Fabien Cappello’s colorful patterns and vernacular design at Design Parade Hyères

Fabien Cappello’s colorful patterns and vernacular design at Design Parade Hyères
Fabien Cappello’s colorful patterns and vernacular design at Design Parade Hyères

It’s a storm of wallpaper swirling on the walls of the squash court. An optical hurricane of patterns, geometries and multicoloured pixels from floor to ceiling that envelop us to better vibrate with their multiplied visual waves. A feast for the eyes that the brain struggles to analyse, hence the almost hallucinatory but delightful effects. No furniture, there has never been any in squash, on the other hand, a laying of the strips that respects the exterior lines and the service lines of the court. It’s a good start to understand the work of Fabien Cappello, a French designer based in Guadalajara, Mexico, for whom it is a question of creating “sustainable and culturally significant objects in keeping with places and people.” Objects, here wallpapers, interest the designer less than their potential to generate moments, and that includes moments, places, the public and, above all, the people who make them. “In the squash class we created what I consider a kind of ‘design archive’ of surface patterns that we have used in different projects over the last five years, the different patterns have been enlarged and applied to the walls.” So, surface coverings are just paper, they are infinitely modifiable, yet they define the entire space.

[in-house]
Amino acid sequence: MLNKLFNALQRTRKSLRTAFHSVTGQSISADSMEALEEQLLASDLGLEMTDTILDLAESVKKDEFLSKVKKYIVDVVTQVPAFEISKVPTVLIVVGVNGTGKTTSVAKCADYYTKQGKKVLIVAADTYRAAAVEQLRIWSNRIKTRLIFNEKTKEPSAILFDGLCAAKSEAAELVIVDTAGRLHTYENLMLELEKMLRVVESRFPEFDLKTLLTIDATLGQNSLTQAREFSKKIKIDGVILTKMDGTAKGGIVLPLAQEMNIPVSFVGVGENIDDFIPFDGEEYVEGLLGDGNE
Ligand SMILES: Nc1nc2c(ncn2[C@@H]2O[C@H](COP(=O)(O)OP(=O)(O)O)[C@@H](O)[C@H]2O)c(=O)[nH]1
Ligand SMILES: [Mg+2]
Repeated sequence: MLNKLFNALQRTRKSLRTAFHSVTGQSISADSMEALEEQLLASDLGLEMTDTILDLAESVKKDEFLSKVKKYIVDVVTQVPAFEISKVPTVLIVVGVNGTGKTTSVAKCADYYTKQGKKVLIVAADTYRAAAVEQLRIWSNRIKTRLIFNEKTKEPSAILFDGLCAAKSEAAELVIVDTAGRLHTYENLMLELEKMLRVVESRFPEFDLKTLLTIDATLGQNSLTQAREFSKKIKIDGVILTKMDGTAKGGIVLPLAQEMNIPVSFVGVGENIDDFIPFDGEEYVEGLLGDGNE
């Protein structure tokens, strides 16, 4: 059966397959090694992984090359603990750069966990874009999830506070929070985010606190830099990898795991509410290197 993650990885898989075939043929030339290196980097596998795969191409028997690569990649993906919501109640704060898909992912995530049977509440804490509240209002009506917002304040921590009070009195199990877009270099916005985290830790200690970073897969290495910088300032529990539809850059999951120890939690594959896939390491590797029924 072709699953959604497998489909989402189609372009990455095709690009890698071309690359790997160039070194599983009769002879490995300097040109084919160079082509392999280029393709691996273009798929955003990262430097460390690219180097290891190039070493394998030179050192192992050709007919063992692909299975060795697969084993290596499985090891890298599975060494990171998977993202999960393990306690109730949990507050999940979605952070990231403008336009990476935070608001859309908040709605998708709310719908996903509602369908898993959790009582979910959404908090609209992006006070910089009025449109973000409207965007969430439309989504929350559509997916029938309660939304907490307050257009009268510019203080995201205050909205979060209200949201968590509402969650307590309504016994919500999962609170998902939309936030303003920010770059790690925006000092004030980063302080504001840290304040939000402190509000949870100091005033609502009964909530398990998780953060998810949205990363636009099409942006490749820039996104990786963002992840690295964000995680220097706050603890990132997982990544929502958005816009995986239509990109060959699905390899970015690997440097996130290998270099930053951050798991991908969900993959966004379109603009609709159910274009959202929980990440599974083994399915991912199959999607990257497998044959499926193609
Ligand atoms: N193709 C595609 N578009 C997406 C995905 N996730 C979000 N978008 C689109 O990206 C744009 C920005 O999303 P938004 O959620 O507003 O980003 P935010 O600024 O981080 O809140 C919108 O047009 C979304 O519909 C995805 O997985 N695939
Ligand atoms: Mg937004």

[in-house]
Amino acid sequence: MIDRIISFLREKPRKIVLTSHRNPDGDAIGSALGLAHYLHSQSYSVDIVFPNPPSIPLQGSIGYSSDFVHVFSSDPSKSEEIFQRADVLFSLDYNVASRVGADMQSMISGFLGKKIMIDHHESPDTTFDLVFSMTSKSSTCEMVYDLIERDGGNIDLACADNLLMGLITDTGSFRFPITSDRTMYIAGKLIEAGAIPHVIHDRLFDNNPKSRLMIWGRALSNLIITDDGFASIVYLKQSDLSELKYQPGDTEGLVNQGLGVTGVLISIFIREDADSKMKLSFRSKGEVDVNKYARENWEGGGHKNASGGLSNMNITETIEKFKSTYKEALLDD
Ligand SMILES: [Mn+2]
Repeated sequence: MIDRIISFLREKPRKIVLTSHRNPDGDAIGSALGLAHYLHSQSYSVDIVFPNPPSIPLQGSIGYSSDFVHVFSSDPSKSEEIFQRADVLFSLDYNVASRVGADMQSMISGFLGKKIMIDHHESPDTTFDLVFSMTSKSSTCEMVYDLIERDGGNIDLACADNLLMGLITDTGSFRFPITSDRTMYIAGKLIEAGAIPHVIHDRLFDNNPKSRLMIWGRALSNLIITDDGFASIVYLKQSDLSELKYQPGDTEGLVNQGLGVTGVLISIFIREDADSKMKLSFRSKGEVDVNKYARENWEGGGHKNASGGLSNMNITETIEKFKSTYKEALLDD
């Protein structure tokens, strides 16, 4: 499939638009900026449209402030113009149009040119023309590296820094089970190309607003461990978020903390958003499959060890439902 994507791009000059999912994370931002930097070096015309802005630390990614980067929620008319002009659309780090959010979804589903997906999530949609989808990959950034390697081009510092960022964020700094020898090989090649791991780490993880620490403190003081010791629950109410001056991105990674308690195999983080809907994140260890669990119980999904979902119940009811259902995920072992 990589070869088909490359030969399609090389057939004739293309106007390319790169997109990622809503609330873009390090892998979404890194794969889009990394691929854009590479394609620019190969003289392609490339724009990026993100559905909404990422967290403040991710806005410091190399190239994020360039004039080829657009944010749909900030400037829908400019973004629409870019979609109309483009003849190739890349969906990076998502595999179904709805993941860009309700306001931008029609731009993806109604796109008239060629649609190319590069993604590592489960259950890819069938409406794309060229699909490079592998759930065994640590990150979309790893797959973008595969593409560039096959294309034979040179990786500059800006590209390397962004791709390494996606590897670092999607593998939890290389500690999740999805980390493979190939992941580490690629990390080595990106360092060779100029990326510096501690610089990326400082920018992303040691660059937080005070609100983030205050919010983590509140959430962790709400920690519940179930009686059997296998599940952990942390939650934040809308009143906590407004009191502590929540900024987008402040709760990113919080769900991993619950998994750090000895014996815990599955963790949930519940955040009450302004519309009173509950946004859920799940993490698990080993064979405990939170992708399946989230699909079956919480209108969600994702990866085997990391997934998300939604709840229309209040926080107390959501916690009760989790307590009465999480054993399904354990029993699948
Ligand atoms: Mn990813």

LUC BERTRAND

Rather than working with traditional weavers or ceramicists—totemic figures of Mexico’s mythical material identity—Cappello seeks out the cottage industries that form the basis of countless urban microeconomies. The key is unexpected applications of materials so quotidian that most people don’t even include them in design conversations. That means imagining acidic surface patterns to print on durable polyester velvet, produced in the industrial city of Lerma by a company that specializes in, among other things, upholstery fabrics for passenger buses, and that will be seen on the sofas and armchairs in the furniture displayed in the pool. They could just as easily be used in airports or hospital waiting rooms. The furniture pieces displayed in the pool, then, combine rolls of fabric made 10,000 km away with pieces loaned, donated, found here and there in and around Hyères and assembled at the Villa. “These are not collectibles, this is not an exhibition. This is a collective living room, a place to sit, talk and think.” Objects are the catalysts, we are invited to share a moment there. They are called to another life later.

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